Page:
Cosmopolis is a most unusual convergence of elements: a novel by Don DeLillo, adapted and directed by David Cronenberg (taking his first screenwriting credit in a decade) and starring vampire heartthrob Robert Pattinson as a Wall Street prodigy in search of a haircut while his financial empire crumbles. It’s a better fit than you might think, according to most critics.
“Translating a written text into a visual medium, Cronenberg declines to define a difference between internal and external,” writes Karina Longworth in Village Voice (via Seattle Weekly). “What is real? Who cares? The noise in Packer’s head is all there is.” Landmark Varsity, Regal Meridian 16, Lincoln Square Cinemas.
Compliance, currently making the rounds on its “Most Divisive Film of 2012” tour, touched down in Seattle during SIFF 2012 (where it, no surprise, roused and riled audiences) and now opens for a run at The Varsity. Soren Anderson engages with it for The Seattle Times: “Inspired by actual incidents, writer-director Craig Zobel has crafted a claustrophobic and vastly unsettling drama in which ordinary people in ordinary settings are psychologically manipulated by a sick prankster to engage in behaviors so egregious that his victims can scarcely believe they’re doing them. Yet they do them anyway.”
Samsara, from director Ron Fricke and producer/co-writer Mark Magidson (the team behind Baraka), comes to the Cinerama for an exclusive run. Shot in 70mm over five years in twenty-five countries, it will be screened 4K digital format. Fricke, Magidson, and Michael Stearns (who collaborated on the music) will attend the 8pm screening on Saturday, August 25 and participate in a post-screening Q&A. David Schmader reviews the film (and the 4K experience at Cinerama) for The Stranger.
Searching For Sugar Man goes in search of sixties music figure Sixto Rodriguez, a Mexican-American balladeer from Detroit who disappeared in the seventies and resurfaced as a music sensation in South Africa. Harvard Exit. Moira Macdonald reviews it for The Seattle Times.
Walk Away Renee, Jonathan Caouette’s follow-up to his personal documentary Tarnation, moves on from the filmmaker’s brother to his mother. Opens at Northwest Film Forum.
Iron Sky, the alien invasion spoof about a Nazi menace launching an attack from the dark side of the moon, opens at The Uptown.
Why Stop Now, a comedy about family, rehab, and a reluctant road trip, stars Jesse Eisenberg, Melissa Leo, and Tracy Morgan. Plays SIFF Film Center for a week.
Also opening this week: Celeste & Jesse Forever with Rashida Jones (also co-writer) and Andy Samberg (Pacific Place and Sundance Cinemas), Premium Rush with Joseph Gordon-Levitt (area theaters), and Hit and Run (area theaters) open Friday.
Lawless, the moonshine drama starring Shia LaBeouf, Tom Hardy, and Jessica Chastain, opens Wednesday, August 29 (area theaters).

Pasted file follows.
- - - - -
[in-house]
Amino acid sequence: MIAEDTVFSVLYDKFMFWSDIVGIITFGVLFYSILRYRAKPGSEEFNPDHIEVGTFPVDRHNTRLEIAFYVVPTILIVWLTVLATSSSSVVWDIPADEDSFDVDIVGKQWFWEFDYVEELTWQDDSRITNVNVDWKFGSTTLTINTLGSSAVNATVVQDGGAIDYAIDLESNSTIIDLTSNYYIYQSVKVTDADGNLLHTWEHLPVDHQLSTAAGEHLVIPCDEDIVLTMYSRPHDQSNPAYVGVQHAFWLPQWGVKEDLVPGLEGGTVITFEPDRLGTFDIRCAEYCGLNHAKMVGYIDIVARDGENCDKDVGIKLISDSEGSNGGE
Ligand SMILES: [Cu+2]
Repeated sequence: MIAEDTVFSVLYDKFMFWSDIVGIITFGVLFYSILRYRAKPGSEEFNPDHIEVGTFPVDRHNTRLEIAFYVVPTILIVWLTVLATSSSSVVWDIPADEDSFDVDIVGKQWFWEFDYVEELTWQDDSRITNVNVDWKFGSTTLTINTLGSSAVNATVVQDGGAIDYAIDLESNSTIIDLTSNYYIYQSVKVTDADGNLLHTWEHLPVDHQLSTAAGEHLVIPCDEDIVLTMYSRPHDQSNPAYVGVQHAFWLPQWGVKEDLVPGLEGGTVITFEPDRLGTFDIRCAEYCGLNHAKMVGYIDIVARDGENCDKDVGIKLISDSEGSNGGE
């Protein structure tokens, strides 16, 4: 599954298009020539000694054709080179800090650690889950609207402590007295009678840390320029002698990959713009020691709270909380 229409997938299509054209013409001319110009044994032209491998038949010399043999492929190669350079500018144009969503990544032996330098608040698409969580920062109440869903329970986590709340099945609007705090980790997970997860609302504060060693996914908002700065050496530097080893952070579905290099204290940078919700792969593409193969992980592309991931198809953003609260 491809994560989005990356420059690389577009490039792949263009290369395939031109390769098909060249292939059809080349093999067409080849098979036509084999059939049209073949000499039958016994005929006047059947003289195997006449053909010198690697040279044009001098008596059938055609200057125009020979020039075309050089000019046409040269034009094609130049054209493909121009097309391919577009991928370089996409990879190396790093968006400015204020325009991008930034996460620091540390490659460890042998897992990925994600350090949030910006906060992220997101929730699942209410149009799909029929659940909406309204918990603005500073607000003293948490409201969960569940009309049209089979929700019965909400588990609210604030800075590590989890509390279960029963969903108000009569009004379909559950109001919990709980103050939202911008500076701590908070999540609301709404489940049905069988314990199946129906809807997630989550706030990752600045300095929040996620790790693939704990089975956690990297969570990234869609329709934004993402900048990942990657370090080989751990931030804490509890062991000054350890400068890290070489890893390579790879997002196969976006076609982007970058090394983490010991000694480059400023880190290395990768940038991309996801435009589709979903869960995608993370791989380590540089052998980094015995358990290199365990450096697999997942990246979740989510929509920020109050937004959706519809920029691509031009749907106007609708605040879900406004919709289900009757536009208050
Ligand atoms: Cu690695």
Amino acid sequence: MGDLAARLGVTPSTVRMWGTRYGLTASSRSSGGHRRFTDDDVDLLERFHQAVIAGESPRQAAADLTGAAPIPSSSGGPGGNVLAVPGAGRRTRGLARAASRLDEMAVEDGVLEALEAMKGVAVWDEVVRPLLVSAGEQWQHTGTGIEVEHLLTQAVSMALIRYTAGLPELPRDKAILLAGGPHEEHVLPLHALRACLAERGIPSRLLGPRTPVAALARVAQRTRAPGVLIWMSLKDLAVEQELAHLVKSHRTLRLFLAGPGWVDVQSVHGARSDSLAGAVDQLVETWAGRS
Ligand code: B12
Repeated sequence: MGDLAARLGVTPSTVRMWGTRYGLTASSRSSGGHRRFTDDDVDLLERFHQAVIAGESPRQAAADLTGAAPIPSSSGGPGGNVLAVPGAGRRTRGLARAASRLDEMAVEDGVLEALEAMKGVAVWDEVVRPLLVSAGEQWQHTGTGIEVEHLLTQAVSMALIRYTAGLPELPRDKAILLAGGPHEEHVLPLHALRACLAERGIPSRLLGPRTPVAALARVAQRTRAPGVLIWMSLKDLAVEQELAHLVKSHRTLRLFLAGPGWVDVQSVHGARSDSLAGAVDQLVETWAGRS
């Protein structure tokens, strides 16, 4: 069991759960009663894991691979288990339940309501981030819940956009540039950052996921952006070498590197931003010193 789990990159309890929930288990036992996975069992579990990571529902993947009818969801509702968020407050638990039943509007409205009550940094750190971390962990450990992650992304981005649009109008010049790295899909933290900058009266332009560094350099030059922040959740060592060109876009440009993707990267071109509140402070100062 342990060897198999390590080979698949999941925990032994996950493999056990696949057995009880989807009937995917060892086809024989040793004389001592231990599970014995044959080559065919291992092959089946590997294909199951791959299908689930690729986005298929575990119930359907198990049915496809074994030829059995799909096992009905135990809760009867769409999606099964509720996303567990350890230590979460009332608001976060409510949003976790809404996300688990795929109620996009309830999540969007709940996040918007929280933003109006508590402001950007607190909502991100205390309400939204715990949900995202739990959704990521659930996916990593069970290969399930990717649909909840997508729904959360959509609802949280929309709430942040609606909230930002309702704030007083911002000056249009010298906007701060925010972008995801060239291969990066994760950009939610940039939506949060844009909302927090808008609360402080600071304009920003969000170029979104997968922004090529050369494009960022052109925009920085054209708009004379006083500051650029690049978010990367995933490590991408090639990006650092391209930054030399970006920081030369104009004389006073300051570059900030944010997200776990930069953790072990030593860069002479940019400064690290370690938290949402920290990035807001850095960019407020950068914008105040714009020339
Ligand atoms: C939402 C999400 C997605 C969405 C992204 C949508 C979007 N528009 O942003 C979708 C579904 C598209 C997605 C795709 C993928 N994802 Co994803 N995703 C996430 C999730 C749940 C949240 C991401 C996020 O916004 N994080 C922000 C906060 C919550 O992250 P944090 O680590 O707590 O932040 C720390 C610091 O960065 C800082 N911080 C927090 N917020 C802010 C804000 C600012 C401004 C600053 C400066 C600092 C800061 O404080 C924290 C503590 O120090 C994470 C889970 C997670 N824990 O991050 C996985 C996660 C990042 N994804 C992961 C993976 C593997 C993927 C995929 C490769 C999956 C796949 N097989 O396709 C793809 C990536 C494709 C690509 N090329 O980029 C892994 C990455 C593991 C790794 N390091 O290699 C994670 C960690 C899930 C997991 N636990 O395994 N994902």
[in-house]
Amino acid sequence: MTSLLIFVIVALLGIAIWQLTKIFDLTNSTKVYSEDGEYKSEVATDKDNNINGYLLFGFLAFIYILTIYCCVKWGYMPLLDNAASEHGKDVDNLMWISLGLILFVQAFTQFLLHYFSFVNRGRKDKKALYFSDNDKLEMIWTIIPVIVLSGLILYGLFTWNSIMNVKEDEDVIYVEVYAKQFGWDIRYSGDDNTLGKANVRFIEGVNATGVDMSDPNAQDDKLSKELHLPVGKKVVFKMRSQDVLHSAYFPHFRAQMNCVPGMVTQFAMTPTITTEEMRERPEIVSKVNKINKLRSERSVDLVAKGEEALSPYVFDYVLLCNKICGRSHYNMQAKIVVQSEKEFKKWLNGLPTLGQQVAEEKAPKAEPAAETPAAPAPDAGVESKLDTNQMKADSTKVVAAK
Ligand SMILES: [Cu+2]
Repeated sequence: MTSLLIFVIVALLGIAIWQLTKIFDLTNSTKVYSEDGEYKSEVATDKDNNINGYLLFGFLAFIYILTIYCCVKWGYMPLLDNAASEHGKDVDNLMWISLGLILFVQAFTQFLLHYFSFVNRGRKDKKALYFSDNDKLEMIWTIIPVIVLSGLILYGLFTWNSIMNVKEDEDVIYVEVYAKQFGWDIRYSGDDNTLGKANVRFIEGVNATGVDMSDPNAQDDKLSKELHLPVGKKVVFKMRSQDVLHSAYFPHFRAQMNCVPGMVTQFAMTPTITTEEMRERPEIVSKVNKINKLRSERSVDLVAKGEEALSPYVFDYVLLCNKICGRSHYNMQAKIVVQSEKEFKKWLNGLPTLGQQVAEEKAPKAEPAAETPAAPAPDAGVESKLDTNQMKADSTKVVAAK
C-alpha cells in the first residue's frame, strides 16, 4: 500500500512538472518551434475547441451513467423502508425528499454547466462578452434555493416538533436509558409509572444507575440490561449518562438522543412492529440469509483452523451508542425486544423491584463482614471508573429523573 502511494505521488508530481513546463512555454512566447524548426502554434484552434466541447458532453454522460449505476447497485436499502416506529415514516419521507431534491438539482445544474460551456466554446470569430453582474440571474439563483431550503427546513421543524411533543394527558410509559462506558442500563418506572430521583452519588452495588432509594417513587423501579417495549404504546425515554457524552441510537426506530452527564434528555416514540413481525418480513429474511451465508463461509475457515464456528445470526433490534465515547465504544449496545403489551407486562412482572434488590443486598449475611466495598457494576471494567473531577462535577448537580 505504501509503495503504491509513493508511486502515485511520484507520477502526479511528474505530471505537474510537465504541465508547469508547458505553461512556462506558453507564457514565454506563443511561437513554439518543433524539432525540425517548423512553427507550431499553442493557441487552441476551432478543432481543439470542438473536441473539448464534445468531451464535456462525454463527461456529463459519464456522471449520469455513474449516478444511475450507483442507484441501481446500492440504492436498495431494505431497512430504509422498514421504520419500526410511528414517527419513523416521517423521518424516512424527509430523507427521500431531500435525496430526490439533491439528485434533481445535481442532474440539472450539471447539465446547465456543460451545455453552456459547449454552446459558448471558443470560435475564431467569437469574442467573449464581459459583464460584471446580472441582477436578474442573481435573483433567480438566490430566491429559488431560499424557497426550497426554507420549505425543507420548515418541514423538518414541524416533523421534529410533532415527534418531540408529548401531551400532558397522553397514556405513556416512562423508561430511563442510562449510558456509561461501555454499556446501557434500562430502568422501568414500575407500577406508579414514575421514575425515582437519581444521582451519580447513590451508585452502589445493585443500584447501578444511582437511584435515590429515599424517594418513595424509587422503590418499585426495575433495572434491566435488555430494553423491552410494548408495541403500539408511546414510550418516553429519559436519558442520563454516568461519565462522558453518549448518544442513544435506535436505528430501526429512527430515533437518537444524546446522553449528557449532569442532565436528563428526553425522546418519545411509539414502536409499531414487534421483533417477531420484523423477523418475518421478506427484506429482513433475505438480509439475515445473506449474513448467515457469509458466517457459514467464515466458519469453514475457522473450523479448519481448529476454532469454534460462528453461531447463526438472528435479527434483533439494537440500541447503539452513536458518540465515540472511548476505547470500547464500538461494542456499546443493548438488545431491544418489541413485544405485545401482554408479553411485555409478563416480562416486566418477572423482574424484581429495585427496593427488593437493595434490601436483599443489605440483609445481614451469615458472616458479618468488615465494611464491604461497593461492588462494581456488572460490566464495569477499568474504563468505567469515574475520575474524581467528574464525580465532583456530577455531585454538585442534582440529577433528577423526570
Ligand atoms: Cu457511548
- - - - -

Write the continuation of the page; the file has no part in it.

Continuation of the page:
Repertory / Revival
Grand Illusion pays tribute to Ernest Borgnine, who recently passed away, with runs of Marty, the 1955 feature that earned Borgnine the Academy Award for Best Actor, and Sam Peckinpah’s The Wild Bunch (1969), one of Borgnine’s finest performances and to my mind his greatest film, in 35mm prints.
“The Wild Bunch is certainly Sam Peckinpah’s clearest, most heartfelt and poetic statement of his deeply-held belief that we are born animals, and that if we become human at all, it is by learning—from others and from our own experiences,” writes Robert C. Cumbow in his very personal reflection on The Wild Bunch for Parallax View in 2009. “Whether you share that view or not, you’re a fool if you don’t confront it, and an orphan if you don’t let Sam Peckinpah take you on this spiritual journey to the darkest and the brightest sides of human capability.”
Milos Forman: What Doesn’t Kill You…, a documentary on the Czech filmmaker who flourished in the Prague Spring and then earned two Best Director Oscars in the U.S., screens three times only over the week, on Friday, August 24, Sunday, August 26, and Tuesday, August 28 at SIFF Film Center. Brian Miller reviews it for Seattle Weekly. A series of five Forman features plays Tuesdays at SIFF Cinema beginning September 4.
Computer Error: The Worst CGI In Movie History is a 90-minute video compilation of… well, the title pretty much says it all. This one-night-only program comes to Grand Illusion on Friday, August 24, via the Alamo Drafthouse.
The Green Wave, a documentary on the 2009 Iranian elections, plays for three days starting August 24 at SIFF Film Center.
The 7th Annual Seattle Bike In at Cal Anderson Park in Capitol Hill features a fair, live music, and an outdoor film: Rad, the 1986 extreme BMX movie, presented with a live vinyl soundtrack by Jon Francois & DJ Tomm Johnson
The Little Prince, the 1974 musical based on the novel by Antoine de Saint-Exupéry, plays matinees on Saturday August 25 and Sunday August 26 at SIFF Film Center as part of the Films4Families series.
Late night at the Egyptian this weekend in John Huston’s The Maltese Falcon with Humphrey Bogart and the greatest rogues gallery in Hollywood.
For more alternative screenings, read Moira Macdonald’s At A Theater Near You roundup at The Seattle Times.
Schedules and Showtimes
You can check your favorite independent cinemas, neighborhood theaters and multiplexes here.
Multiplexes and Chains
Landmark Theatres (Egyptian, Guild 45, Harvard Exit, Varsity)
Regal Cinemas (Meridian 16, Thornton Place and others)
AMC Cinemas (Pacific Place, Oak Tree, Alderwood and others)
Kirland Park Place
Lincoln Square Cinemas
Village Roadshow Gold Class Cinemas